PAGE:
The Gospel, Election Day, and the Risk of Love

The Gospel, Election Day, and the Risk of Love November 5, 2018

In 1996, there was a KKK rally in Michigan. Thank God there were hundreds of people there to protest the KKK rally. In fact, as we are seeing today, about 22 years later, the people protesting the KKK far outnumbered the KKK. “The 17 Klan members were met by about 200 counterprotesters.”

A white supremacist with a tattoo of the Confederate Flag on his arm walked by the crowd of counterprotesters. One person in the crowd had a bullhorn and shouted through it, “There’s a Klansman. Get him!”

The crowd chased after the man. One person who chased after him was Keshia Thomson. She said, “I wanted to verbally harass him and torment him with my voice and ask ‘What did I ever do to you?’”

But when the crowd caught up to the man, people started beating him with sticks from their protest signs and they began stomping on him with their feet. Keshia said the violence against the man “spread like wildfire.

As this white supremacist fell to the ground and was getting beat up, Keshia, an African American woman, did something remarkable. She threw her body on top of this man. She reported that she put his head up to her chest and she yelled for people to stop beating him. I don’t know if you have seen the pictures of this event, but they are amazing.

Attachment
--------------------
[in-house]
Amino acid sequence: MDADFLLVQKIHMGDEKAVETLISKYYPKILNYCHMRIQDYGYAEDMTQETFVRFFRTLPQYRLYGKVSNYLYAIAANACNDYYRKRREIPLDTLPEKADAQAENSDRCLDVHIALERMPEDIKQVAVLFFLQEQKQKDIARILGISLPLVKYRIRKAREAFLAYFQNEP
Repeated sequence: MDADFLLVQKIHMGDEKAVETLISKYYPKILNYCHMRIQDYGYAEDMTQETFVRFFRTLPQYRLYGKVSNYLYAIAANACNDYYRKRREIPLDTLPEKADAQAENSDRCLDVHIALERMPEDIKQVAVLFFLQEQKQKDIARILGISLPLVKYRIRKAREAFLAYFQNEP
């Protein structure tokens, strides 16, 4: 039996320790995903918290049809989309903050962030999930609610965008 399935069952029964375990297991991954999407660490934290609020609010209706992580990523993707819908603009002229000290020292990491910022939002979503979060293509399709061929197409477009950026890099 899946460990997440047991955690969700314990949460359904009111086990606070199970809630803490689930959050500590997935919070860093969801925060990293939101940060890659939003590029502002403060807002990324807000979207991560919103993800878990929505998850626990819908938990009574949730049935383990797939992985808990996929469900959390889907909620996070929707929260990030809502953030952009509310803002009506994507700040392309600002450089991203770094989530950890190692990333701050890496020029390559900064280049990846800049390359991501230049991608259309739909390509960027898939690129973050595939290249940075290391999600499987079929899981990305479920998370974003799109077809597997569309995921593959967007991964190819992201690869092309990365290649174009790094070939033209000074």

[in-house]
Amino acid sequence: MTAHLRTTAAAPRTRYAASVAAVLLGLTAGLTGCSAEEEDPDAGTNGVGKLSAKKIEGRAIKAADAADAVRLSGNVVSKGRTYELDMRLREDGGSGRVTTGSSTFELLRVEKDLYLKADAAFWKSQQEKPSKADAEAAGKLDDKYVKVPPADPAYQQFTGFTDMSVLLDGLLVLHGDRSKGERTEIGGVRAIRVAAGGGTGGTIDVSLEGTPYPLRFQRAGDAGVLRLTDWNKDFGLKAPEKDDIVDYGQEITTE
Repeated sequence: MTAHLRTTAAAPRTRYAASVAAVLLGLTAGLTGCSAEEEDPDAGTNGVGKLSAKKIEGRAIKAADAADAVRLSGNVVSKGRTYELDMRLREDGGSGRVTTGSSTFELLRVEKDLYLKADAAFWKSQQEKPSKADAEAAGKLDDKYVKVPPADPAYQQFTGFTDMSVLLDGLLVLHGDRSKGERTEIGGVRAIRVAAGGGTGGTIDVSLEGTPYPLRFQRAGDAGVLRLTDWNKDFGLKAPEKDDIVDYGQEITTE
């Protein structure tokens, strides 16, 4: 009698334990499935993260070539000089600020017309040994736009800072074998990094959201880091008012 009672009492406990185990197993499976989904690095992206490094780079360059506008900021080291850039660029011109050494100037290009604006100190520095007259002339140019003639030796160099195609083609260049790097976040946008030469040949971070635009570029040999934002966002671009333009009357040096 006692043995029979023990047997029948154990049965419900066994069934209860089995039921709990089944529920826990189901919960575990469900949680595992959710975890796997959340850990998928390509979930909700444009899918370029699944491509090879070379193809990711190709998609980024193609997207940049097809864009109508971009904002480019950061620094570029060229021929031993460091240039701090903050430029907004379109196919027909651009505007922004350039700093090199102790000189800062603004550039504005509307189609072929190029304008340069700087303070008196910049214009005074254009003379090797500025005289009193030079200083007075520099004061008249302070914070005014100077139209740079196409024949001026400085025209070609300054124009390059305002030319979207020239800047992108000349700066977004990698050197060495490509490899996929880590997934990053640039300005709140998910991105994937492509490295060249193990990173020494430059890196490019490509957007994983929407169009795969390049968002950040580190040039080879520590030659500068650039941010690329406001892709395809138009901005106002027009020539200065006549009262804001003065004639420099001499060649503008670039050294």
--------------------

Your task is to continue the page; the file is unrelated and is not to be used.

But some members in the crowd continued to hit the man, and in doing so, they also hit Keshia. Soon, some people saw what was happening, and they pushed the people acting in violence away. Then Keshia walked the man to safety.

She said, “When people are in a crowd they are more likely to do things they would never do as an individual. Someone had to step out of the pack and say, ‘This isn’t right.’”

To be honest with you, I don’t know if I have that kind of love within me. I don’t know if I have that kind of courage. Keshia could have been critically beaten as she sought to save this white supremacist’s life.

Why did Keshia do it? She said her faith compelled her to do it. In fact, she doesn’t remember making a conscious decision to save the man. She said it was as if two angels picked her up by the shoulders and dropped her on top of the man to save him.

I don’t know about you, but in the background of this story, I hear the words of Jesus who said that the fundamental act of the Christian faith is to love God and love your neighbor, who may even include your enemies.

You see, we often think of love as primarily an emotion. When we think of love, we often think of romantic comedies like the Notebook. But in the Jewish and Christian spiritual context, love is not primarily an emotion of a happy feeling towards someone. Love is a verb.

Jesus said his mission was to love and that love led him to actively proclaim Good News to the poor, to proclaim freedom to the prisoners, to give recovery of sight to the blind, to set the oppressed free, and to proclaim the year of the Lord’s favor.